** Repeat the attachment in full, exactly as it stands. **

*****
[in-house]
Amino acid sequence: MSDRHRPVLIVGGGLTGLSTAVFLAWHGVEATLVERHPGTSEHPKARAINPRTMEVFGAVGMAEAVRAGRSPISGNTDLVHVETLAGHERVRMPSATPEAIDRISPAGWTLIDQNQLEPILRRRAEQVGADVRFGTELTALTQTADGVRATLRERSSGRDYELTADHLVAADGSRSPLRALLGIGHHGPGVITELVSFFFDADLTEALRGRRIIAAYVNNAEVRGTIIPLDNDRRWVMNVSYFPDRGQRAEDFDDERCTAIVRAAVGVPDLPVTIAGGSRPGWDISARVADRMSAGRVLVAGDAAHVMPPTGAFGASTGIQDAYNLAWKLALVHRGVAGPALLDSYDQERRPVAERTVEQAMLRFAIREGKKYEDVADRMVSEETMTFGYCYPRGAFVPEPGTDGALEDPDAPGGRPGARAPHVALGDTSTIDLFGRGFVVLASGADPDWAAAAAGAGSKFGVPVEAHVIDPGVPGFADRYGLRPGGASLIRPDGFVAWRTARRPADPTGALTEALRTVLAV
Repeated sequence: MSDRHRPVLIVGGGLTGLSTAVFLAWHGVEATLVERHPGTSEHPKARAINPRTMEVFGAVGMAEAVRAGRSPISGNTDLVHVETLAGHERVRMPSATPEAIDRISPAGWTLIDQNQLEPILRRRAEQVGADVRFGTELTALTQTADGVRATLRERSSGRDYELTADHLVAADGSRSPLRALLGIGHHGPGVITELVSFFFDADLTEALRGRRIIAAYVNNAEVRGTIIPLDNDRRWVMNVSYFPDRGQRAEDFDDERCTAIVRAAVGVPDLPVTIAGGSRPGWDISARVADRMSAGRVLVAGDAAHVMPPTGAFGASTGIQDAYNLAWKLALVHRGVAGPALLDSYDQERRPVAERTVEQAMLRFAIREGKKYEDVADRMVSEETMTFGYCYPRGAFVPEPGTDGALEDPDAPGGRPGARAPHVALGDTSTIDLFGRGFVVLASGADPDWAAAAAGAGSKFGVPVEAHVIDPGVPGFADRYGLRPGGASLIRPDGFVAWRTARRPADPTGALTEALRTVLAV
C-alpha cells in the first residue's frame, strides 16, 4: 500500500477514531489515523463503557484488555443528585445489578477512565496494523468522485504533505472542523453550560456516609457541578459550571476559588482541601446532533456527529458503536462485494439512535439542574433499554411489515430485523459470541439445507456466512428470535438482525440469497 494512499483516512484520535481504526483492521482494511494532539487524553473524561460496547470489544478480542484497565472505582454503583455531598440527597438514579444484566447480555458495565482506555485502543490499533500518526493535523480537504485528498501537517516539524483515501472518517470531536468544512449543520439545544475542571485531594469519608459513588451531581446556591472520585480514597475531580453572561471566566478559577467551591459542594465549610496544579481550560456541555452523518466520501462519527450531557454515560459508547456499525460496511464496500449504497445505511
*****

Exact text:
[in-house]
Amino acid sequence: MSDRHRPVLIVGGGLTGLSTAVFLAWHGVEATLVERHPGTSEHPKARAINPRTMEVFGAVGMAEAVRAGRSPISGNTDLVHVETLAGHERVRMPSATPEAIDRISPAGWTLIDQNQLEPILRRRAEQVGADVRFGTELTALTQTADGVRATLRERSSGRDYELTADHLVAADGSRSPLRALLGIGHHGPGVITELVSFFFDADLTEALRGRRIIAAYVNNAEVRGTIIPLDNDRRWVMNVSYFPDRGQRAEDFDDERCTAIVRAAVGVPDLPVTIAGGSRPGWDISARVADRMSAGRVLVAGDAAHVMPPTGAFGASTGIQDAYNLAWKLALVHRGVAGPALLDSYDQERRPVAERTVEQAMLRFAIREGKKYEDVADRMVSEETMTFGYCYPRGAFVPEPGTDGALEDPDAPGGRPGARAPHVALGDTSTIDLFGRGFVVLASGADPDWAAAAAGAGSKFGVPVEAHVIDPGVPGFADRYGLRPGGASLIRPDGFVAWRTARRPADPTGALTEALRTVLAV
Repeated sequence: MSDRHRPVLIVGGGLTGLSTAVFLAWHGVEATLVERHPGTSEHPKARAINPRTMEVFGAVGMAEAVRAGRSPISGNTDLVHVETLAGHERVRMPSATPEAIDRISPAGWTLIDQNQLEPILRRRAEQVGADVRFGTELTALTQTADGVRATLRERSSGRDYELTADHLVAADGSRSPLRALLGIGHHGPGVITELVSFFFDADLTEALRGRRIIAAYVNNAEVRGTIIPLDNDRRWVMNVSYFPDRGQRAEDFDDERCTAIVRAAVGVPDLPVTIAGGSRPGWDISARVADRMSAGRVLVAGDAAHVMPPTGAFGASTGIQDAYNLAWKLALVHRGVAGPALLDSYDQERRPVAERTVEQAMLRFAIREGKKYEDVADRMVSEETMTFGYCYPRGAFVPEPGTDGALEDPDAPGGRPGARAPHVALGDTSTIDLFGRGFVVLASGADPDWAAAAAGAGSKFGVPVEAHVIDPGVPGFADRYGLRPGGASLIRPDGFVAWRTARRPADPTGALTEALRTVLAV
C-alpha cells in the first residue's frame, strides 16, 4: 500500500477514531489515523463503557484488555443528585445489578477512565496494523468522485504533505472542523453550560456516609457541578459550571476559588482541601446532533456527529458503536462485494439512535439542574433499554411489515430485523459470541439445507456466512428470535438482525440469497 494512499483516512484520535481504526483492521482494511494532539487524553473524561460496547470489544478480542484497565472505582454503583455531598440527597438514579444484566447480555458495565482506555485502543490499533500518526493535523480537504485528498501537517516539524483515501472518517470531536468544512449543520439545544475542571485531594469519608459513588451531581446556591472520585480514597475531580453572561471566566478559577467551591459542594465549610496544579481550560456541555452523518466520501462519527450531557454515560459508547456499525460496511464496500449504497445505511